The change we require will have to begin on the ground, as it did in the Reformation. Franklin Delano Roosevelt caught the spirit of this when he was asked by an activist to champion a particular change. He replied: “I agree with you. I want to do it. Now go out and make me do it.” The message is clear: reforming established institutions may be the last step in reformation. The first ones have to be taken on the ground.
Pathway to Reformation
Consider these steps to reformation:
Declaration of common cause => Reframing beliefs => Reversing wrongs and Renewing rights => Consolidating this activity => Reforming institutions
The path to reformation is opened by a compelling statement of common cause that reframes what we believe, or have been made to believe, so that we can understand what is wrong and take action to make it right. If we believe that change must come from the top, then most of us will sit around waiting for it to happen. If we believe that the wealth of globalization trickles down to everyone, then we will take what we get. If we believe that democracy is about swinging between left and right, then we will not see the plural sector for the role it must play in buttressing the power of the public and private sectors. It is the reframing of beliefs that galvanizes action.
The last blog presented a table outlining a variety of actions that can be taken to address our problems. We are, in fact, getting a great deal of it, more than ever before. One book estimated the number of social initiatives for such activities to exceed one million, on a wide variety of fronts: for social justice, sustainable environment, world peace, reformed education, and much more.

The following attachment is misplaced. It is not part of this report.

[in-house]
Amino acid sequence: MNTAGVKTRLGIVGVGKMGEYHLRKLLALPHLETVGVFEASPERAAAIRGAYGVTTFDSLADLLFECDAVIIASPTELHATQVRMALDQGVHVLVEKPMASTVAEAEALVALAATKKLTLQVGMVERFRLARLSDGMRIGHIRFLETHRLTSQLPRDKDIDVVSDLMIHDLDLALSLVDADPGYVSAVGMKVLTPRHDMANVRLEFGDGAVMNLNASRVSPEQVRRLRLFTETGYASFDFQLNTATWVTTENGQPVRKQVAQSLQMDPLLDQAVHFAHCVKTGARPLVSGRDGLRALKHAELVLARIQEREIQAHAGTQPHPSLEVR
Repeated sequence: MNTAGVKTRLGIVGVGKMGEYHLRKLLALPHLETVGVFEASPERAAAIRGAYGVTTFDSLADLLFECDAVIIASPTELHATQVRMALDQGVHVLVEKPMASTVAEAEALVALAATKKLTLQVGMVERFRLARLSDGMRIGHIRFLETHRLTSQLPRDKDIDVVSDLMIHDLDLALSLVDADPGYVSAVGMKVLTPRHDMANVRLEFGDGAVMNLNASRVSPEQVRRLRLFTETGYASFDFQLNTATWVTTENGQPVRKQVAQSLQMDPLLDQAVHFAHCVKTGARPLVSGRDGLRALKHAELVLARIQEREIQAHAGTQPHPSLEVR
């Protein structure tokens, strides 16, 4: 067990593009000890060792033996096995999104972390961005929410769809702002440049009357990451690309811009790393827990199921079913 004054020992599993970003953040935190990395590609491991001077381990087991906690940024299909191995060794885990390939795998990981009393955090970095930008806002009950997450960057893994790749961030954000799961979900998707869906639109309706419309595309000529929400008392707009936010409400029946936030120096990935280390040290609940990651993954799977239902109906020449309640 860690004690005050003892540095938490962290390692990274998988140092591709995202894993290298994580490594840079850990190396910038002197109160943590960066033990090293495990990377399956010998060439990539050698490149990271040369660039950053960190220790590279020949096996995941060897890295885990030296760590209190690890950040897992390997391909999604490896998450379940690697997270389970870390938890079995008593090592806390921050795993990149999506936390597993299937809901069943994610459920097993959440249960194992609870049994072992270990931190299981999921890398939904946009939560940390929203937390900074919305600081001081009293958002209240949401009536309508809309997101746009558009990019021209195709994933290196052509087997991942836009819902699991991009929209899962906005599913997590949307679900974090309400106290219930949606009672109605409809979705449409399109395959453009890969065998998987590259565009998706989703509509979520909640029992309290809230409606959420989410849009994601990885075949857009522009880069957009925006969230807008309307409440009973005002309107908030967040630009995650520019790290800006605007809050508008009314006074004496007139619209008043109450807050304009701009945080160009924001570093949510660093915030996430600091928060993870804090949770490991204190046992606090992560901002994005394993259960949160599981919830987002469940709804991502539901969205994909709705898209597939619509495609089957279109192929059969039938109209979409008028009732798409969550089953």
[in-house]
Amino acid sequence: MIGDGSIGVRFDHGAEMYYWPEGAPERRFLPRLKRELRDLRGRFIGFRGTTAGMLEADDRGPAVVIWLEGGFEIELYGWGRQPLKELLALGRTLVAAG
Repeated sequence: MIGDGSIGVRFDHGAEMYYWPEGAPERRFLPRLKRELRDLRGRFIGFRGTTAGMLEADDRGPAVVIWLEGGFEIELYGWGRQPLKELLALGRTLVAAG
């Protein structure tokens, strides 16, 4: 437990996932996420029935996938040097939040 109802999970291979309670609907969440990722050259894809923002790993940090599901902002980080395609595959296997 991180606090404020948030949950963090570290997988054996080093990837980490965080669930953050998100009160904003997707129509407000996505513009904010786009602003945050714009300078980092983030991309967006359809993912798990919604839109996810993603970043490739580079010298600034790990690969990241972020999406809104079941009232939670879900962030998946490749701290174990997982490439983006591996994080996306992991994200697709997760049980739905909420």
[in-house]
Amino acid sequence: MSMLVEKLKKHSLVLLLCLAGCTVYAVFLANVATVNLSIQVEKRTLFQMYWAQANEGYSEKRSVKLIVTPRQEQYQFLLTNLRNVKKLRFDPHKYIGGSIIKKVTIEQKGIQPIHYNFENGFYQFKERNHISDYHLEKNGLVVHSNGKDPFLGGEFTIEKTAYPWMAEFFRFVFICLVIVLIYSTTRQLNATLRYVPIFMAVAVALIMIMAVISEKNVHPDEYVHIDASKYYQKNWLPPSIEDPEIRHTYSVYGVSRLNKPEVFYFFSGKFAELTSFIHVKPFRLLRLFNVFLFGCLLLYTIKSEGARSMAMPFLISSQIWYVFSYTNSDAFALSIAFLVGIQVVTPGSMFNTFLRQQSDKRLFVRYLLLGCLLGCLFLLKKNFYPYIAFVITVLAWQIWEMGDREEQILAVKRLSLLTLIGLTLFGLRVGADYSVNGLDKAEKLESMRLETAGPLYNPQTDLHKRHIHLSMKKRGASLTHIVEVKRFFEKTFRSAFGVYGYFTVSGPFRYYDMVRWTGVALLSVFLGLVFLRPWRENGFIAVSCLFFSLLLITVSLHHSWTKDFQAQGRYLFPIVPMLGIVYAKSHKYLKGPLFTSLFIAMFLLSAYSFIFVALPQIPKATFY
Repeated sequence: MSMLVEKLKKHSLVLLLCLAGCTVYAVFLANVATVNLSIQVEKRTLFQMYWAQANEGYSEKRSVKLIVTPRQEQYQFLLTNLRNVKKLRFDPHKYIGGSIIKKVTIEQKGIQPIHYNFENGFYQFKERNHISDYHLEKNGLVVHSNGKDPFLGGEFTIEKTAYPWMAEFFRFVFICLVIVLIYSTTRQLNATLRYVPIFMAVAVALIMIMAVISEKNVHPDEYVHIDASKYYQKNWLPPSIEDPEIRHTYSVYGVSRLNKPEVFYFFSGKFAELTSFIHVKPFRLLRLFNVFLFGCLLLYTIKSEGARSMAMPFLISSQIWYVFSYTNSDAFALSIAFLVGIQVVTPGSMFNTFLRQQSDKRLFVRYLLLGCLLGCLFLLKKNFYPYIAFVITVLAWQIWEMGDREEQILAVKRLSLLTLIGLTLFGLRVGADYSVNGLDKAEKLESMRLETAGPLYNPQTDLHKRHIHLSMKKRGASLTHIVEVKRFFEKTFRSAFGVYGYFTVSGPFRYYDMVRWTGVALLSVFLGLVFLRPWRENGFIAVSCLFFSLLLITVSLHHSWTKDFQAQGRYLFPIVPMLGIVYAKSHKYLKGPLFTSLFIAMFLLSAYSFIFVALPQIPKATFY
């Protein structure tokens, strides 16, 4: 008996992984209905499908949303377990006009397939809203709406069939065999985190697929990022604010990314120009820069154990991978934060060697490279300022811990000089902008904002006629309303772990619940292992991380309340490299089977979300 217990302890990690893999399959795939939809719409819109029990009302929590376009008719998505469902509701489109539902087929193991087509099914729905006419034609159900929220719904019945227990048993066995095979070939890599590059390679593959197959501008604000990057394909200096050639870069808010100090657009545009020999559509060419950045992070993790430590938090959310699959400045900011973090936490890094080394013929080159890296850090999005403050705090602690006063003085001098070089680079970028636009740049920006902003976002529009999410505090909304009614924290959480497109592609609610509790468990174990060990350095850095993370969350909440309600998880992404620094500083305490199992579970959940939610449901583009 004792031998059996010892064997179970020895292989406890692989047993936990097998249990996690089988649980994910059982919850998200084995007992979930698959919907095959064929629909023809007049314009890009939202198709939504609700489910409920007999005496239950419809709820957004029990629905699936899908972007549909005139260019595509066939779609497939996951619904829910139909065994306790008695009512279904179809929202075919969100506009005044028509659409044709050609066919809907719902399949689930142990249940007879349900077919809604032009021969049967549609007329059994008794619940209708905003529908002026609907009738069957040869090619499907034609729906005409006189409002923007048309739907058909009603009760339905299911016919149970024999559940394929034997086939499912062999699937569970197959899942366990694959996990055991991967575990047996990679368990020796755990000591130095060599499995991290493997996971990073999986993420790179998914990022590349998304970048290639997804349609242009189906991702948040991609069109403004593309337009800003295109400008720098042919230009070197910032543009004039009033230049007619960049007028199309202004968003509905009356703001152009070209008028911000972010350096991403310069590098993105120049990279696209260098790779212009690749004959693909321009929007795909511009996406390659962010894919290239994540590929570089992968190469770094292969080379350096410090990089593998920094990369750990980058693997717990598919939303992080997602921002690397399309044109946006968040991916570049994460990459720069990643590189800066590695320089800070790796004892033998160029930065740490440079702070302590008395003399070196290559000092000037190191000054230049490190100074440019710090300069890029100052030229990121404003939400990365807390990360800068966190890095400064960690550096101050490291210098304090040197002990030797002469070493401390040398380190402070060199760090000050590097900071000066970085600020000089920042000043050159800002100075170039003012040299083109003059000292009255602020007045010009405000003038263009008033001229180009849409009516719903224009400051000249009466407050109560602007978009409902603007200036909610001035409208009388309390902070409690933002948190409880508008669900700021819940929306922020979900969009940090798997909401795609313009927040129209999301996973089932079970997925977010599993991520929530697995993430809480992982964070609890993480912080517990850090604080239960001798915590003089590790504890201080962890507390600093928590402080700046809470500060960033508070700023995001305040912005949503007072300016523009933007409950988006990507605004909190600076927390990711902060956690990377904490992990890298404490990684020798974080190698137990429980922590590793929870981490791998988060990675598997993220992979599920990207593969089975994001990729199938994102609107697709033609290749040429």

That book was published in 2007, yet consider what has been happening to the imbalance ever since. The more constructive activity we get, the worse the imbalance becomes. That is because, while the efforts for reformative change are scattered, the forces that exacerbate the imbalance work in concert, for self-interest—as when they promote conspicuous consumption. These efforts will have to consolidate, around a common cause, which I believe will have to be the restoration of balance. A clear focus of attention (such The Declaration of our Interdependence) is required to fuse a myriad of activities into a movement for regeneration. But this consolidation cannot center on any institution or plan; it has to happen as a groundswell of community activity, as in the Reformation, but this time networked worldwide.
We shall have to recognize that imbalance in society is a root cause of the major problems we face—the social injustices, income disparities, decline of democracy, even much of climate change. How, for example, are we to reverse climate change as long as private power drives so much conspicuous consumption? In other words, if you are concerned about the climate, you had better put the rebalancing of society front and center.
The corruption of established institutions is far more widespread than at the time of Luther, and the dangers we face are far more alarming. We have glorified greed and excess long enough; it is time to value balance and benevolence. Our choice comes down to this: grounded reformation or global devastation. We can continue to plunder this planet, and each other, or we can make our way to reformation.
© Henry Mintzberg 2020, adapted from a note on “Next Steps” on The Declaration of our Interdependence.